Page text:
Du Anti-Virus secretly Stole Millions of User data



DU Antivirus Security, a security software developed by the DU group has been found to be secretly harvesting it's users data without seeking their consent.

 According to a post by Check Point, the free Antivirus software which had between 10 and 50 million downloads when the discovery was made is said to collect its user's data only during the first run after the installation. 

 Information collected by the application from Android devices includes contact list, unique identifiers, contact list, call logs, and the potential location of the device. After gathering all the above list information, the app encrypts it and then send it to a remote server.

"While users trusted DU Antivirus Security to protect private information. it did the exact opposite. It collected the personal information of its users without permission and used that private information for commercial purposes," Check Point said on their blog.

Check Point also noted that the DU Antivirus app also logged users during calls, who they spoke with, and for how long they stayed on the phone call. Information collected are used by another app in the DU family called Caller ID & Call Block - DU Caller. The software is designed to provide users with information about incoming phone calls.

The researchers from Check Point made Google aware of the data collection practices on August 21 and the application was removed from the Google Play Store on the 24. However, the application returned to the Play Store on the 28 of August after its developers removed the malicious script from the application.

Versions of DU Antivirus Security that has the malicious code includes v3.1.5 and all version that came before it. The same data collecting code was also found in 30 other applications including 12 programs distributed through Google Play. These apps also transmitted the stolen data to the same remote server used by DU Caller. Though those apps have been removed from the Play Store, an estimated 24 to 89 million Android users are thought to suffer from the illicit data collection.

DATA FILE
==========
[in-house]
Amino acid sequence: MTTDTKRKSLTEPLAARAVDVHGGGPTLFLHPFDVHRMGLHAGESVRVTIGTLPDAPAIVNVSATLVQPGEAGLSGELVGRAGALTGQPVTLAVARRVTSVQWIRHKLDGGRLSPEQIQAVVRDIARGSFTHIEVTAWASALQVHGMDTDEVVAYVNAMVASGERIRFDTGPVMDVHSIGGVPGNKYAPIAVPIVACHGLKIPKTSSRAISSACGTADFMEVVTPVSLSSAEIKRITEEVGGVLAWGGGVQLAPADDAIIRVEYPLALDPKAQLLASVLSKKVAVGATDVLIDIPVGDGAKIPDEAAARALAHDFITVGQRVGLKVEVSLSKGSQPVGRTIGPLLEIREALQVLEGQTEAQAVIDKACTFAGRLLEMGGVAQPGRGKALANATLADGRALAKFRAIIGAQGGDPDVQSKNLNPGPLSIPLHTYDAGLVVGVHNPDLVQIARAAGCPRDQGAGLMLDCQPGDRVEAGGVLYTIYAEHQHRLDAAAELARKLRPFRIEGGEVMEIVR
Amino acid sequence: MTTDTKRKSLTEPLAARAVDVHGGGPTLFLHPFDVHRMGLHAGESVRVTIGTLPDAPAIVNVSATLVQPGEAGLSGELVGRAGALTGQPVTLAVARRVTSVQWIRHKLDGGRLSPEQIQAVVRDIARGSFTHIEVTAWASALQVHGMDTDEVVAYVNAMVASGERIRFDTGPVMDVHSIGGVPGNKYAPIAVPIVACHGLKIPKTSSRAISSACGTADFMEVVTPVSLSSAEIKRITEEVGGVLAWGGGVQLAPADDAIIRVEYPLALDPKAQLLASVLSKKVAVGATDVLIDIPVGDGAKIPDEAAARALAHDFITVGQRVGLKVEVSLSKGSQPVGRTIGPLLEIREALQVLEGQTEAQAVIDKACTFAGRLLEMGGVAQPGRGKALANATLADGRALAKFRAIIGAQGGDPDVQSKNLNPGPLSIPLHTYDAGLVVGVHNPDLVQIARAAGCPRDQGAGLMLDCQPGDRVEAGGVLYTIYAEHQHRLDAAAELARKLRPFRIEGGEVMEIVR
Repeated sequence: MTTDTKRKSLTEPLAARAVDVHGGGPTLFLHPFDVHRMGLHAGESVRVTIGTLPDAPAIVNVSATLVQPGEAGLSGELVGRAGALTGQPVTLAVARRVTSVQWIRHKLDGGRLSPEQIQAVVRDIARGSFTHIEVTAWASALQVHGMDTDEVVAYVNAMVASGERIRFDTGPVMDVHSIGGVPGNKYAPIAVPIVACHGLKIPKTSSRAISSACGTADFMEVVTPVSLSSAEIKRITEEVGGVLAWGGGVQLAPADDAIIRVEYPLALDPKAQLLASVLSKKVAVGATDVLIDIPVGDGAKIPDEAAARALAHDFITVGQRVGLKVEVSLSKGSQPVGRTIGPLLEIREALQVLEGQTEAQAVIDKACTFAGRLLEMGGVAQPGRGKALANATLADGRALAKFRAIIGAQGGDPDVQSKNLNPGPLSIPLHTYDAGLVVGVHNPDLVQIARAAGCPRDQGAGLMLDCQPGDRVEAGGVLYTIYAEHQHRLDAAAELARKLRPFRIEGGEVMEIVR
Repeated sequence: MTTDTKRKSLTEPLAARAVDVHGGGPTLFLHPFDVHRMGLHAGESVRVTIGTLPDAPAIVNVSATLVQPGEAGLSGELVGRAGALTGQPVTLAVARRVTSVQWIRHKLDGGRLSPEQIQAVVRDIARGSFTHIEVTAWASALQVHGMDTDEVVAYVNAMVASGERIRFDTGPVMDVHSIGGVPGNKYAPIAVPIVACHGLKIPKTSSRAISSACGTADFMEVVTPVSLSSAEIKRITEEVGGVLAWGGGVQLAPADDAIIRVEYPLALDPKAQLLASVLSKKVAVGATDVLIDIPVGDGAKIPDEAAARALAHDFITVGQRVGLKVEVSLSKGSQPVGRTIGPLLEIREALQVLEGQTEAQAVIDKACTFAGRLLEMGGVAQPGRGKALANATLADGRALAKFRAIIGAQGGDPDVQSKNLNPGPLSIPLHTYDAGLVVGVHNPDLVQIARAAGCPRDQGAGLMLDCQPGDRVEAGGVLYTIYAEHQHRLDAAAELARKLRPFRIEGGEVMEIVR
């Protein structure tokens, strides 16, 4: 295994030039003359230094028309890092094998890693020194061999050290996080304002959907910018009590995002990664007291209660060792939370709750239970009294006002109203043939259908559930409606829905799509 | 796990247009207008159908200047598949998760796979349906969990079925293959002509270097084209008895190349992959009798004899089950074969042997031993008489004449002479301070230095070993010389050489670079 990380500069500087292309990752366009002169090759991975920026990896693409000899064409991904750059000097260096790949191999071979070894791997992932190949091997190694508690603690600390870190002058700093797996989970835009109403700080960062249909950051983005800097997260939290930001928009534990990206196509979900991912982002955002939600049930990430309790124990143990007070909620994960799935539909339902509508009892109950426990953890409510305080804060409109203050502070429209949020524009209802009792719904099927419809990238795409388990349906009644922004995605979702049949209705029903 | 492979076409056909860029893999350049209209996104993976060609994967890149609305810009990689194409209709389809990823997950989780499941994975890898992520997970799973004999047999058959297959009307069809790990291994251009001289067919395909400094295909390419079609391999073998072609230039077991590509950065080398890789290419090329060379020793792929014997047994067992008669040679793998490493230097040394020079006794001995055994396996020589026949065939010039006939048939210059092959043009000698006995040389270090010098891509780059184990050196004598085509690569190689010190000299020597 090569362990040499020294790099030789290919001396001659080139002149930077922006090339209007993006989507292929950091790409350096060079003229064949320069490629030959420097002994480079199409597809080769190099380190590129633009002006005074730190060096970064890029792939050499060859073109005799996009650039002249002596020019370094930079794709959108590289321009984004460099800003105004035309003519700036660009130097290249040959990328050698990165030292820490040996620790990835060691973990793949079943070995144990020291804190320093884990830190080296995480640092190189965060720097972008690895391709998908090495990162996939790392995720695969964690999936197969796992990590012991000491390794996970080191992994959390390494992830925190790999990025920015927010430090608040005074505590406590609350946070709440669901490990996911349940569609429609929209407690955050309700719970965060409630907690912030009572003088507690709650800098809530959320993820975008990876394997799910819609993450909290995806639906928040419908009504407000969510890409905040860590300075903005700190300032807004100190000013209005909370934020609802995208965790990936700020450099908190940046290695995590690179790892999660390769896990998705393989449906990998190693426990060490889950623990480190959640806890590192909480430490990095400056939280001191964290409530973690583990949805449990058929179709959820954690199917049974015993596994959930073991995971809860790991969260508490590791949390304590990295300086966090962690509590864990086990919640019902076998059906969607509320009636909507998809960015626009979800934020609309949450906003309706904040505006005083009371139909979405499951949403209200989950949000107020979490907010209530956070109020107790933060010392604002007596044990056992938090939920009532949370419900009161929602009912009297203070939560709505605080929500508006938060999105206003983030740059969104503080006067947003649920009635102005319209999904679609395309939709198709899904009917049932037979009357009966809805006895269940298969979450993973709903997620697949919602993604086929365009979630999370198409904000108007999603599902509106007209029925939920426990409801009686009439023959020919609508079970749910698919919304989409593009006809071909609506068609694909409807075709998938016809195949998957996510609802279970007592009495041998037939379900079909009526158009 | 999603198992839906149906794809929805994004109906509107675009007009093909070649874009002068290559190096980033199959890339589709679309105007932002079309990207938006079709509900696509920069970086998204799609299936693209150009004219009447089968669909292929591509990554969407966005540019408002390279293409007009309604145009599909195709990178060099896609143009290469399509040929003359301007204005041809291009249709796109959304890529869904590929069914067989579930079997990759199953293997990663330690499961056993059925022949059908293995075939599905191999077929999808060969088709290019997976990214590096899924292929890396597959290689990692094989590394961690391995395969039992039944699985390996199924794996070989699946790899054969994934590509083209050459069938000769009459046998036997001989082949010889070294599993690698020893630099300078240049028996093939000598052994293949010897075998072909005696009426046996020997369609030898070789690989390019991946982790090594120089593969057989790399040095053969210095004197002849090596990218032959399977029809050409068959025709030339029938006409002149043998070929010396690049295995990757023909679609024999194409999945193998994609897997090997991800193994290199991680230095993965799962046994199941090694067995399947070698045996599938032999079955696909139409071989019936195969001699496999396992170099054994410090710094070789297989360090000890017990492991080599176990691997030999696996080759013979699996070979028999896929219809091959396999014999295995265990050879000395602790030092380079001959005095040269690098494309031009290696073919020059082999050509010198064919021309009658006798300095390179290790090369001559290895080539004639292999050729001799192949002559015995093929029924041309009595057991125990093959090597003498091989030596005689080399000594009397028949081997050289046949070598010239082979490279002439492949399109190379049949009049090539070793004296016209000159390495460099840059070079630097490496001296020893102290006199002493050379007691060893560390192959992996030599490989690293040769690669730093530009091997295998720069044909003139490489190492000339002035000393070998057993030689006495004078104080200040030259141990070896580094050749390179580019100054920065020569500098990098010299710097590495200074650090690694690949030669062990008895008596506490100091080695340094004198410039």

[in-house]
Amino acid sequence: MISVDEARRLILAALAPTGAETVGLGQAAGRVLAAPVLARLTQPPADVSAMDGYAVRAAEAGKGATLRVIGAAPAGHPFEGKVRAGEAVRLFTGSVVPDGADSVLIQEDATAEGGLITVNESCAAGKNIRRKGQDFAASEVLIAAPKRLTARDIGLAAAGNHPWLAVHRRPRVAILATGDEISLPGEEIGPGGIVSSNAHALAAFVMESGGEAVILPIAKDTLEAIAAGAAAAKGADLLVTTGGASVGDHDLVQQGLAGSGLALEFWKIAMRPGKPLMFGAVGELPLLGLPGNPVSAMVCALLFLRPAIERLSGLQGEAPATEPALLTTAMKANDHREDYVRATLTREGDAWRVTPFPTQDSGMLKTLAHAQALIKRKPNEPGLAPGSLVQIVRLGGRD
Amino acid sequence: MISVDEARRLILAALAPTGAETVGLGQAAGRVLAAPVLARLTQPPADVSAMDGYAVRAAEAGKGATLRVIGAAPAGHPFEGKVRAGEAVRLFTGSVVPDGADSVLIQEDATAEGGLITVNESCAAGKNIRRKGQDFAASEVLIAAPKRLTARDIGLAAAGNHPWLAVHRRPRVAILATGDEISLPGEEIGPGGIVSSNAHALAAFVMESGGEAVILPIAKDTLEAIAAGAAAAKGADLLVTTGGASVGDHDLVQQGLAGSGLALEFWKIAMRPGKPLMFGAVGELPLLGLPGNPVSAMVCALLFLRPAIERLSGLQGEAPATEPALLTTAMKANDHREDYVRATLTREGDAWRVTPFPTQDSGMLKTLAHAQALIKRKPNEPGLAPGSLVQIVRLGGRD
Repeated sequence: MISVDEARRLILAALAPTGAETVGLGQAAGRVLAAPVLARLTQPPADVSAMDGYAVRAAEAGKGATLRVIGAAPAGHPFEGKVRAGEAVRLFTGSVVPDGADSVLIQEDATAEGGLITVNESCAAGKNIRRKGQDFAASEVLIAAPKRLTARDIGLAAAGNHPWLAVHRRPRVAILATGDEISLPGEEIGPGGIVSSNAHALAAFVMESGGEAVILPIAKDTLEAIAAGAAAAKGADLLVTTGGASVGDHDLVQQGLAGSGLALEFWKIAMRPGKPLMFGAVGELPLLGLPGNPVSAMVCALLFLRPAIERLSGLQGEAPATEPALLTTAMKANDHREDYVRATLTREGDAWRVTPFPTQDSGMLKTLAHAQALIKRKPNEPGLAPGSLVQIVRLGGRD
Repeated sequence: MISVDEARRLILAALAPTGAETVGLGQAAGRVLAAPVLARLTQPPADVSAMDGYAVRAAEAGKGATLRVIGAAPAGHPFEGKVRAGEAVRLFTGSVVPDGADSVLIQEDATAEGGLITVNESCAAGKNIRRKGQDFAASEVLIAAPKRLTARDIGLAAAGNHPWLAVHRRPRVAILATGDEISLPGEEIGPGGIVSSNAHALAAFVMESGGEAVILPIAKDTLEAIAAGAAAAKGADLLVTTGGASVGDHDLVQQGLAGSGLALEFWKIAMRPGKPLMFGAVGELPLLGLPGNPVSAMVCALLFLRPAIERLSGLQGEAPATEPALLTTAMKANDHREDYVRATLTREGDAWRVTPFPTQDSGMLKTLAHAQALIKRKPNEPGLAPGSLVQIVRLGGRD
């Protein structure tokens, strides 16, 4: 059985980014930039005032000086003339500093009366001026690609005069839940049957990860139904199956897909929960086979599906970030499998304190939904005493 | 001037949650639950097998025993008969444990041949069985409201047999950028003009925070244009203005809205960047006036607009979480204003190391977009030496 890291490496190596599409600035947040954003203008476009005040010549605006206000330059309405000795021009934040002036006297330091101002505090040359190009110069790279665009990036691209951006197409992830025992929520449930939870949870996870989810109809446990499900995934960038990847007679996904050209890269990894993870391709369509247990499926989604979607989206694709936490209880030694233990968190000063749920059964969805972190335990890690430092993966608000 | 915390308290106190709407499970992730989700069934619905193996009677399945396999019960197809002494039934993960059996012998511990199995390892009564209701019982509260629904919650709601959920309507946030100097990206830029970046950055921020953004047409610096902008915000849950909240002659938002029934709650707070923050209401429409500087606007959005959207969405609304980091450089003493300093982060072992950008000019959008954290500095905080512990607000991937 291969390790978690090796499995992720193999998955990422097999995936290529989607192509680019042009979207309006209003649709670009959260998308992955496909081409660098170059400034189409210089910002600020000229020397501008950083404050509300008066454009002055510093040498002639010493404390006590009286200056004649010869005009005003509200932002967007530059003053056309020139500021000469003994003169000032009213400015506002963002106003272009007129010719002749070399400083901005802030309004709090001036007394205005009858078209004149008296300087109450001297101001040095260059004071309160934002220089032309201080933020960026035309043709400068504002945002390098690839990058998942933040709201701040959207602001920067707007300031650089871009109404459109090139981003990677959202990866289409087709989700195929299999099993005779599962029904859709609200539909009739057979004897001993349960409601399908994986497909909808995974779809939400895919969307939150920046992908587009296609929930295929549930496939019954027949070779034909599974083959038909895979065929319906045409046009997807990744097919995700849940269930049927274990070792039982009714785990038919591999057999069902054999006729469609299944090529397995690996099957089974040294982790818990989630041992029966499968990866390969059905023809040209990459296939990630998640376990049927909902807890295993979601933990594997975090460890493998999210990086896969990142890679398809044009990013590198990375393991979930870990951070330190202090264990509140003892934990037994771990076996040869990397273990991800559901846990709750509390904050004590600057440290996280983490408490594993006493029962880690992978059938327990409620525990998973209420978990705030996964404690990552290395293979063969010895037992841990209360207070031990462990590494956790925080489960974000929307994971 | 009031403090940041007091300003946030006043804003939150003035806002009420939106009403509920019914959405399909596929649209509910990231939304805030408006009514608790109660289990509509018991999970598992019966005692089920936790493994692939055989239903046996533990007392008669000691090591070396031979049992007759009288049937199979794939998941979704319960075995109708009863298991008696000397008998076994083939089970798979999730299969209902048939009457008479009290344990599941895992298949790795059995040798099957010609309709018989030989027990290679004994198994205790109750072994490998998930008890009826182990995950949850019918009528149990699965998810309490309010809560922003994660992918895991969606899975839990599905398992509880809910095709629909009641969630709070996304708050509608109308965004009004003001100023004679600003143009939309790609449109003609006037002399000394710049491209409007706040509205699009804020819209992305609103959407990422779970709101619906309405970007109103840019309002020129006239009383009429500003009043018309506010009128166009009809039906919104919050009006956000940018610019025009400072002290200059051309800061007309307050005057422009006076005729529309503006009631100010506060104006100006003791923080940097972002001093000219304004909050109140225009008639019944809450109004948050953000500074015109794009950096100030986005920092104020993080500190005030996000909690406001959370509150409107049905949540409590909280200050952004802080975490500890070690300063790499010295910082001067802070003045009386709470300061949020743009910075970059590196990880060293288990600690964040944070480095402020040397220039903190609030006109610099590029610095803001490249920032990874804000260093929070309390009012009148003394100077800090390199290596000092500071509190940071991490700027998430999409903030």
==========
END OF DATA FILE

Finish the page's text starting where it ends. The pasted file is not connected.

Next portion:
Check Point explained that Antivirus applications are easy to deceive since they have tangible reasons to demand user data so as to be used in the security check.

"Since anti-virus apps have a legitimate reason to request unusually extensive permissions, they are the perfect cover for fraudsters looking to abuse these permissions. In some cases, mobile anit-virus apps are even used as a decoy for delivering malware. Users should be aware of these suspicious anit-virus solutions, and use only threat protection from reputable vendors that are proven to be capable of safeguarding mobile devices and data stored in them," Check Point said.

 DU Antivirus users are advised to upgrade to the latest version of DU Antivirus.

No comments

Powered by Blogger.